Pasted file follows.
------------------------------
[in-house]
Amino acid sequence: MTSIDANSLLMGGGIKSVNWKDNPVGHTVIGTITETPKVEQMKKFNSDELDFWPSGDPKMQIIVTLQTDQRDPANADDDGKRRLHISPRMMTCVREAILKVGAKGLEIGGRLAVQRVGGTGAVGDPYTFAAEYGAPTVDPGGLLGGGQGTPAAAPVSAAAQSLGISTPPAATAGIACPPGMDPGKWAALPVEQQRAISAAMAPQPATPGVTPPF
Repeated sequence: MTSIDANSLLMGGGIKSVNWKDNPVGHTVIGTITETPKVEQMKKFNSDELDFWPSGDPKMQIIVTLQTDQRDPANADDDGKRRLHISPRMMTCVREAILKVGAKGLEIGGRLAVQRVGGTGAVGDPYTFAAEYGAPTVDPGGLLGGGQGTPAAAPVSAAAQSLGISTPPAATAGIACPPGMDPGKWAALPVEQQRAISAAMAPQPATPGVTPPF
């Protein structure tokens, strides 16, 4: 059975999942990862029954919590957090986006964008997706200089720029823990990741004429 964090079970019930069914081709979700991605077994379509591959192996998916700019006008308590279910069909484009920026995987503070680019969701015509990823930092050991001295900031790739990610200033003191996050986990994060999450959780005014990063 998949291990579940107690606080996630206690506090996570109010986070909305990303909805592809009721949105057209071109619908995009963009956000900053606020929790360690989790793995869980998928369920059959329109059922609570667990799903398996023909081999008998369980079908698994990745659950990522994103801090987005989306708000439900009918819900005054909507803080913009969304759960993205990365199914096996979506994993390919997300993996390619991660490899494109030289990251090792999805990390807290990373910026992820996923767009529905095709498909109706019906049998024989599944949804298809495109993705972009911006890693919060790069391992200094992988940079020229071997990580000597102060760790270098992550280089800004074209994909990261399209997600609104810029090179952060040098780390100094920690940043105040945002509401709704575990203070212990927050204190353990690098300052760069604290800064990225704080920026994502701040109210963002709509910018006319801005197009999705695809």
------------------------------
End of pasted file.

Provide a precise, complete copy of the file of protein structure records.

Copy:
[in-house]
Amino acid sequence: MTSIDANSLLMGGGIKSVNWKDNPVGHTVIGTITETPKVEQMKKFNSDELDFWPSGDPKMQIIVTLQTDQRDPANADDDGKRRLHISPRMMTCVREAILKVGAKGLEIGGRLAVQRVGGTGAVGDPYTFAAEYGAPTVDPGGLLGGGQGTPAAAPVSAAAQSLGISTPPAATAGIACPPGMDPGKWAALPVEQQRAISAAMAPQPATPGVTPPF
Repeated sequence: MTSIDANSLLMGGGIKSVNWKDNPVGHTVIGTITETPKVEQMKKFNSDELDFWPSGDPKMQIIVTLQTDQRDPANADDDGKRRLHISPRMMTCVREAILKVGAKGLEIGGRLAVQRVGGTGAVGDPYTFAAEYGAPTVDPGGLLGGGQGTPAAAPVSAAAQSLGISTPPAATAGIACPPGMDPGKWAALPVEQQRAISAAMAPQPATPGVTPPF
């Protein structure tokens, strides 16, 4: 059975999942990862029954919590957090986006964008997706200089720029823990990741004429 964090079970019930069914081709979700991605077994379509591959192996998916700019006008308590279910069909484009920026995987503070680019969701015509990823930092050991001295900031790739990610200033003191996050986990994060999450959780005014990063 998949291990579940107690606080996630206690506090996570109010986070909305990303909805592809009721949105057209071109619908995009963009956000900053606020929790360690989790793995869980998928369920059959329109059922609570667990799903398996023909081999008998369980079908698994990745659950990522994103801090987005989306708000439900009918819900005054909507803080913009969304759960993205990365199914096996979506994993390919997300993996390619991660490899494109030289990251090792999805990390807290990373910026992820996923767009529905095709498909109706019906049998024989599944949804298809495109993705972009911006890693919060790069391992200094992988940079020229071997990580000597102060760790270098992550280089800004074209994909990261399209997600609104810029090179952060040098780390100094920690940043105040945002509401709704575990203070212990927050204190353990690098300052760069604290800064990225704080920026994502701040109210963002709509910018006319801005197009999705695809």